The most striking feature of the IMF report, I think, is the new approach to assessing vulnerability. The IMF considers three areas or sources of vulnerability with respect to external shocks: fiscal, exchange rate and monetary. A vulnerability in one area means a “lack of policy space.” In other words, a vulnerable economy has no room to maneuver in a vulnerable market atmosphere. A fiscally vulnerable economy has a large budget deficit and an unsustainable public debt. An exchange rate vulnerability points to an overvalued currency while monetary vulnerability signifies an inflation rate over the target rate.
According to the IMF, Croatia and Slovenia are vulnerable in all the three abovementioned areas. Estonia and Bulgaria are vulnerable in two areas: Estonia in the areas of exchange rate and monetary while Bulgaria in fiscal and monetary. There are three countries -- Hungary, Serbia and Turkey -- considered to be vulnerable in only one area. Hungary and Serbia suffer from high budget deficits while Turkey has to tackle a high inflation rate, which is over 8 percent though the target is 5 percent.
Let's focus on the state of the economy. Turkey had a budget deficit of under 2 percent in the last two years and enough primary surplus (budget balance excluding interest rate payments) allowing further a reduction of the public debt to gross domestic product (GDP) ratio, which in fact remains around 35 percent. This was achieved despite low economic growth, which has fallen to 3 percent on average in 2012-2013. Admittedly, Turkey has “policy space” in terms of fiscal policy. In other words, public expenditures may be boosted to some extent to help economic activity without jeopardizing fiscal balances.
As for the exchange rate, the sizable depreciation of the lira in the last three quarters positively contributed to the external balance. The real exchange rate index has almost returned to its 2003 level, which is considered as competitive enough to encourage exports and discourage imports. Indeed, the index, fixed at 100 for 2003, was about 102 at the end of March. In April, the nominal exchange rate increased to some extent, appreciating the lira in real terms though the real exchange level still remains well below the threshold of 120, which is implicitly considered by the central bank to be the limit of overvaluation. The economy thus has room to maneuver with respect to the exchange rate as well.
Then, the problem remains inflation. The central bank in its recent inflation report increased its year-end inflation rate forecast from 6.6 to 7.6 percent. Once again, the 5 percent target will be missed by a great deal. In this drift, the depreciation of the lira played a key role. “In order to contain the deterioration in inflation expectations and pricing behavior and to maintain macroeconomic and financial stability,” the report said, the central bank greatly increased its various interest rates at the end of January. As the central bank points out, “after the strong monetary tightening of end-January 2014, the risk sentiment improved, some of the Turkish lira depreciation reversed and the implied volatility fell.” That said, the central bank announced that the “tight monetary policy stance will be maintained until there is a significant improvement in the inflation outlook.”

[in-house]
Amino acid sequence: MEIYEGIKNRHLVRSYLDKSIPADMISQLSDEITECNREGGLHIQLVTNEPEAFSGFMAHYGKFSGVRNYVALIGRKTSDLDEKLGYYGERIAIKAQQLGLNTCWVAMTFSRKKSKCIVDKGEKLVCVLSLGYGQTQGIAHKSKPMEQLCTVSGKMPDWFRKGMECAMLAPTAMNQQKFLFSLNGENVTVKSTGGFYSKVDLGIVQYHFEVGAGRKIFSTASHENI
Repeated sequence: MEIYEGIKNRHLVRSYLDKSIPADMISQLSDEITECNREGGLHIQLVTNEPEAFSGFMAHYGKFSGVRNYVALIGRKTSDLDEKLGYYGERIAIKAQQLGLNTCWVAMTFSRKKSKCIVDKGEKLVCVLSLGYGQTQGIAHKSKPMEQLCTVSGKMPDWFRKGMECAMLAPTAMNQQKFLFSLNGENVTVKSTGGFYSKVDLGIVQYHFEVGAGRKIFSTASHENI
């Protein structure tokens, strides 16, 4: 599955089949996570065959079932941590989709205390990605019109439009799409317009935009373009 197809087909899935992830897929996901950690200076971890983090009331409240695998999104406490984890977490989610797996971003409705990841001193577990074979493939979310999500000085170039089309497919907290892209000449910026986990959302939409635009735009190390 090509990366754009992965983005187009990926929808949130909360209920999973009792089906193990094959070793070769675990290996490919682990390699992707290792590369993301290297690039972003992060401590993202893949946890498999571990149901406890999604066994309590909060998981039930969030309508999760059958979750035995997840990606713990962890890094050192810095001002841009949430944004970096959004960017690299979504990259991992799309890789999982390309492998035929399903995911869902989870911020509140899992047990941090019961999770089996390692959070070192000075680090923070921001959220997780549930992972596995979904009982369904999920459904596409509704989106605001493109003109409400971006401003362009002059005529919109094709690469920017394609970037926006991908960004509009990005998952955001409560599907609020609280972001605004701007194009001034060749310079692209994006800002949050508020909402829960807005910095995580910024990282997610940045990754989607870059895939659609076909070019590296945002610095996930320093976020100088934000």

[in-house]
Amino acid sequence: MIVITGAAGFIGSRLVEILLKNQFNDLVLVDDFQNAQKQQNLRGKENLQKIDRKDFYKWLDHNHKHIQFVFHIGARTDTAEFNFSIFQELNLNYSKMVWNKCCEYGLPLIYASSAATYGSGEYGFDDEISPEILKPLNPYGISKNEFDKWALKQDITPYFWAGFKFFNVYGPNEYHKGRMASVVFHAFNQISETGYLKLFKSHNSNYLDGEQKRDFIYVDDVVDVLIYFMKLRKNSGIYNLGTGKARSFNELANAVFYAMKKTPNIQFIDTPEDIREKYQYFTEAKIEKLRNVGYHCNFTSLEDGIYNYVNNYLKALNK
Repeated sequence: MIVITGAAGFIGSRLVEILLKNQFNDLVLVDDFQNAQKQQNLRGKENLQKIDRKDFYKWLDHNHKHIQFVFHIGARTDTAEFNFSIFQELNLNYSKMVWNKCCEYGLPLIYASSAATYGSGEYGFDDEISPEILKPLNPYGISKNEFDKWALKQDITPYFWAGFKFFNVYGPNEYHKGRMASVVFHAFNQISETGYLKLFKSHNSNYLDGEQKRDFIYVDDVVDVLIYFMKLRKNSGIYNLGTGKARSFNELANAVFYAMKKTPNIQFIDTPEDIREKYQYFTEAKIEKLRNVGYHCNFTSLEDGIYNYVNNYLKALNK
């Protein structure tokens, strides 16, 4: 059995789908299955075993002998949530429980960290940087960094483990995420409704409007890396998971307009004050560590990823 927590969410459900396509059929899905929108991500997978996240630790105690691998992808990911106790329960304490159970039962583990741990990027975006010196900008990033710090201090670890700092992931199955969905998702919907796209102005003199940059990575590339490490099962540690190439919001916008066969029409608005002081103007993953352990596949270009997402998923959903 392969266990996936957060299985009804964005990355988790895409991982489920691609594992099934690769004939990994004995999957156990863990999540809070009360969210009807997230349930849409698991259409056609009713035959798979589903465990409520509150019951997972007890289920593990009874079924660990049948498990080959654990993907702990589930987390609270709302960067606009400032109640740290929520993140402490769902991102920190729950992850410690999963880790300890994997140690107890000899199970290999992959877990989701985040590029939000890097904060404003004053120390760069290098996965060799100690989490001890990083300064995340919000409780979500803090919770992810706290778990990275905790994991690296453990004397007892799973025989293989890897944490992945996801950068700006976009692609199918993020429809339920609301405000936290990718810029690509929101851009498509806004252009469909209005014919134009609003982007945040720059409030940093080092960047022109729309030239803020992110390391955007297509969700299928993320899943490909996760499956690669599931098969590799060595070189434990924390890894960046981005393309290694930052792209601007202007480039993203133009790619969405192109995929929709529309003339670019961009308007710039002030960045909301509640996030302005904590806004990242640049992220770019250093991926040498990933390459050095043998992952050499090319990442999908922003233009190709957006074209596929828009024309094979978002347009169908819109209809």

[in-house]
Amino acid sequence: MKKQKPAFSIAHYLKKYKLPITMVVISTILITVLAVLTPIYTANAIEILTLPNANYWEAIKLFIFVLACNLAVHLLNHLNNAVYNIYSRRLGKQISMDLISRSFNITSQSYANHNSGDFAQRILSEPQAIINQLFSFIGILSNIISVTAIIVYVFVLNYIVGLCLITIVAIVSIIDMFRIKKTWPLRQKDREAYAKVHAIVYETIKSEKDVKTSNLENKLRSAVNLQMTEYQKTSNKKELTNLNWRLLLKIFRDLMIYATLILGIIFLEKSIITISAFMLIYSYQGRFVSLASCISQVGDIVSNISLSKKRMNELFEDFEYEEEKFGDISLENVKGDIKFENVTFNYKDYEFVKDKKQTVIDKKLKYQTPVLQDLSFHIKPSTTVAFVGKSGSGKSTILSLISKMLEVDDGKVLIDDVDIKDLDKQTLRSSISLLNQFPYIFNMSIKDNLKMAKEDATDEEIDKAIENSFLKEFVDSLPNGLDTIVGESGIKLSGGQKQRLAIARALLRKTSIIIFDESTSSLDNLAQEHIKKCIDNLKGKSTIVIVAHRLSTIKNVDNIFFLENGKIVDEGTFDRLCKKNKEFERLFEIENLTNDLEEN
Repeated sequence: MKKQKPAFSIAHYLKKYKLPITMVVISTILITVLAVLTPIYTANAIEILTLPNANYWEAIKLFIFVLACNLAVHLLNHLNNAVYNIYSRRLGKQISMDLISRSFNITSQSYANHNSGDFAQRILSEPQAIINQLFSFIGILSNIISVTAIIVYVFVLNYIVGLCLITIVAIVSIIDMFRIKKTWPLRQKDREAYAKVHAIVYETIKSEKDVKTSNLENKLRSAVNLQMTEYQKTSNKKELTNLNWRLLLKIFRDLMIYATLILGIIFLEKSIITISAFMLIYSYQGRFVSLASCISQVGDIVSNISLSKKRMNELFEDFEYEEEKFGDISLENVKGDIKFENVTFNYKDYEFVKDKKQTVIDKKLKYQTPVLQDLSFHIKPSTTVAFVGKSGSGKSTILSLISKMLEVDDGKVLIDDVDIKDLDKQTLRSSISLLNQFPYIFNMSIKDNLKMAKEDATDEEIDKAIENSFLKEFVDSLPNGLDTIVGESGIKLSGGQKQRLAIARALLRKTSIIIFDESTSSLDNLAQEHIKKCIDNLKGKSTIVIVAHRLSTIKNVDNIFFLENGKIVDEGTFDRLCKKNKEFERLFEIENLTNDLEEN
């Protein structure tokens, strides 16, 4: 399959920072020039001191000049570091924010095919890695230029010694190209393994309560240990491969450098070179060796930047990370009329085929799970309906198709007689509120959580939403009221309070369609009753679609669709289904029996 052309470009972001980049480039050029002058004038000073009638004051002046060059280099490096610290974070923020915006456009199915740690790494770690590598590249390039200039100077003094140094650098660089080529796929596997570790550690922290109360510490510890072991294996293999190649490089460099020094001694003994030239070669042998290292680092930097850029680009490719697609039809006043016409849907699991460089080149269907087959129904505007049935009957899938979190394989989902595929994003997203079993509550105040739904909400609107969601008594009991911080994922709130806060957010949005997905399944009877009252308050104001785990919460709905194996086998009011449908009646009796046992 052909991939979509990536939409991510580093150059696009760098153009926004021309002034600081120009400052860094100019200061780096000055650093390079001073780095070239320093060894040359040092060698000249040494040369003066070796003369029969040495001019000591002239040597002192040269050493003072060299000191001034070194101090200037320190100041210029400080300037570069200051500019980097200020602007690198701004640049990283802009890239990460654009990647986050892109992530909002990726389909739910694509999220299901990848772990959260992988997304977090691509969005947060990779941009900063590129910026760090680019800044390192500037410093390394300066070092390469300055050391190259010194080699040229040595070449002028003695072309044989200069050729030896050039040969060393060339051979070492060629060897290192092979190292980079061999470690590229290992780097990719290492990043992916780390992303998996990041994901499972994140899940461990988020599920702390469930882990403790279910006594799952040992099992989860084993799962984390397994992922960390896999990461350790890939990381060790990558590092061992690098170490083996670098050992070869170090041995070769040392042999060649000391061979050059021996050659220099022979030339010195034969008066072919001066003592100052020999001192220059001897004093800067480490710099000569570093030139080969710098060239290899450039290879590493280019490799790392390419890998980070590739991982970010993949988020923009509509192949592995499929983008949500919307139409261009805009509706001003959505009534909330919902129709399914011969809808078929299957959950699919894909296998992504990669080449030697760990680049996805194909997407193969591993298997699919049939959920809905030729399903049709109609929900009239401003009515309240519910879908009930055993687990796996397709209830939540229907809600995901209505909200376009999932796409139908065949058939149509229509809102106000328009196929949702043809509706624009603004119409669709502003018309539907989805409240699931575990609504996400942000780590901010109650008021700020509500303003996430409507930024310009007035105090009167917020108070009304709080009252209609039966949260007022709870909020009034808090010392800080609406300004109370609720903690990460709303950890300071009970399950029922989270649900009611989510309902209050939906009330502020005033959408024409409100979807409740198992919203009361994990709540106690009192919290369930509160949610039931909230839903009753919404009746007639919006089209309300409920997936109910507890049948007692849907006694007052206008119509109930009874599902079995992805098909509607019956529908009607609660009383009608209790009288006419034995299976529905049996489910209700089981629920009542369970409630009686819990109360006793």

So far so good! However, as the central bank confessed: “private demand has weakened. In fact, the consumption of durable goods and machinery-equipment investments have declined due to financial conditions and domestic uncertainties.” Meanwhile exports have increased and imports have fallen thanks to a competitive real exchange rate and the current account deficit (CAD) has decreased slightly. In the end we will have balanced growth as desired but it will still be low, over 3 percent at best. Low economic growth is the price Turkey has to pay so long as inflation remains over the target and the CAD is dangerously high.
The economy can get out of this trap only if the structural reforms listed in the medium-term economic program (OVP) are realized. As the central bank underlines at the end of its report, these reforms “remains to be of utmost importance.”